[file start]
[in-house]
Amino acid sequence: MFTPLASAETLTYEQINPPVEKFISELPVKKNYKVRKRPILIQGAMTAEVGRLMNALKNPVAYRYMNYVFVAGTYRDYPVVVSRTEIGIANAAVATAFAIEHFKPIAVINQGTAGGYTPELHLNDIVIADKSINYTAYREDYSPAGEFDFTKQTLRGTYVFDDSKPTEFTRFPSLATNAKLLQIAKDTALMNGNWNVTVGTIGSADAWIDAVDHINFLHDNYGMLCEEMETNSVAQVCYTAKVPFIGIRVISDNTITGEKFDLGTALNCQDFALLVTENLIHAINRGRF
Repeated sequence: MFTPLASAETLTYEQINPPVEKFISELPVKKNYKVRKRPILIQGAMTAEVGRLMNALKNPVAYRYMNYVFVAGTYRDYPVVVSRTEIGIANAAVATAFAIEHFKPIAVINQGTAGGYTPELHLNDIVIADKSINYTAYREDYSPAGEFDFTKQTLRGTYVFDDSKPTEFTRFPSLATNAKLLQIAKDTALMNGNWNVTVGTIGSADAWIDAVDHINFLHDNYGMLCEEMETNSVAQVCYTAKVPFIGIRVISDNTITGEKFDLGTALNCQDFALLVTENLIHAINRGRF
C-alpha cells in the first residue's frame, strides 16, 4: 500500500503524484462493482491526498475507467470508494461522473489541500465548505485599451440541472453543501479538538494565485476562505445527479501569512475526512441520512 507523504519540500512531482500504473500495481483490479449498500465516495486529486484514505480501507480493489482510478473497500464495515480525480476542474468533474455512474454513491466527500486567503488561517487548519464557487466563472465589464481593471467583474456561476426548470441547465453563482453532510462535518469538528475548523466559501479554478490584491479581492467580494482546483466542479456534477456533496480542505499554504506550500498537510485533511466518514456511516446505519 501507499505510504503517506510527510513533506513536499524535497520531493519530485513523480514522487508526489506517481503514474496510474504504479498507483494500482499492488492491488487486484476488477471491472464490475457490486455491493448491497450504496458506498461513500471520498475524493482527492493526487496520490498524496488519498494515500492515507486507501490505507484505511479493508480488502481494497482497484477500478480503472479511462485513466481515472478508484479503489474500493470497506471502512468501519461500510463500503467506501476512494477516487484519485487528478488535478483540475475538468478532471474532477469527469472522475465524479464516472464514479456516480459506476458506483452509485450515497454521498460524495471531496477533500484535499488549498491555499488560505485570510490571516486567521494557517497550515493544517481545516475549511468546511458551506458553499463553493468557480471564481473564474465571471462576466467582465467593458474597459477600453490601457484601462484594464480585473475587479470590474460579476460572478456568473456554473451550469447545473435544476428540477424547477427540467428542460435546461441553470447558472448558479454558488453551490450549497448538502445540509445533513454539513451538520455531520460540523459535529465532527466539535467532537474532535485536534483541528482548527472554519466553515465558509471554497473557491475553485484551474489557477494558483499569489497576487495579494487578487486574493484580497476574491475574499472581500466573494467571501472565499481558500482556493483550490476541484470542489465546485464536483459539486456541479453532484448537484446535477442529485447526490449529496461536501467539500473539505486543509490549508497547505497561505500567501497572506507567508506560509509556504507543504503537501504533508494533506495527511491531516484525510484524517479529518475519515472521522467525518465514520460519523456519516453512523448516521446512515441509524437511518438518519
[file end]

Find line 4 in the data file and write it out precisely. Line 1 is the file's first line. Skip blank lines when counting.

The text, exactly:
C-alpha cells in the first residue's frame, strides 16, 4: 500500500503524484462493482491526498475507467470508494461522473489541500465548505485599451440541472453543501479538538494565485476562505445527479501569512475526512441520512 507523504519540500512531482500504473500495481483490479449498500465516495486529486484514505480501507480493489482510478473497500464495515480525480476542474468533474455512474454513491466527500486567503488561517487548519464557487466563472465589464481593471467583474456561476426548470441547465453563482453532510462535518469538528475548523466559501479554478490584491479581492467580494482546483466542479456534477456533496480542505499554504506550500498537510485533511466518514456511516446505519 501507499505510504503517506510527510513533506513536499524535497520531493519530485513523480514522487508526489506517481503514474496510474504504479498507483494500482499492488492491488487486484476488477471491472464490475457490486455491493448491497450504496458506498461513500471520498475524493482527492493526487496520490498524496488519498494515500492515507486507501490505507484505511479493508480488502481494497482497484477500478480503472479511462485513466481515472478508484479503489474500493470497506471502512468501519461500510463500503467506501476512494477516487484519485487528478488535478483540475475538468478532471474532477469527469472522475465524479464516472464514479456516480459506476458506483452509485450515497454521498460524495471531496477533500484535499488549498491555499488560505485570510490571516486567521494557517497550515493544517481545516475549511468546511458551506458553499463553493468557480471564481473564474465571471462576466467582465467593458474597459477600453490601457484601462484594464480585473475587479470590474460579476460572478456568473456554473451550469447545473435544476428540477424547477427540467428542460435546461441553470447558472448558479454558488453551490450549497448538502445540509445533513454539513451538520455531520460540523459535529465532527466539535467532537474532535485536534483541528482548527472554519466553515465558509471554497473557491475553485484551474489557477494558483499569489497576487495579494487578487486574493484580497476574491475574499472581500466573494467571501472565499481558500482556493483550490476541484470542489465546485464536483459539486456541479453532484448537484446535477442529485447526490449529496461536501467539500473539505486543509490549508497547505497561505500567501497572506507567508506560509509556504507543504503537501504533508494533506495527511491531516484525510484524517479529518475519515472521522467525518465514520460519523456519516453512523448516521446512515441509524437511518438518519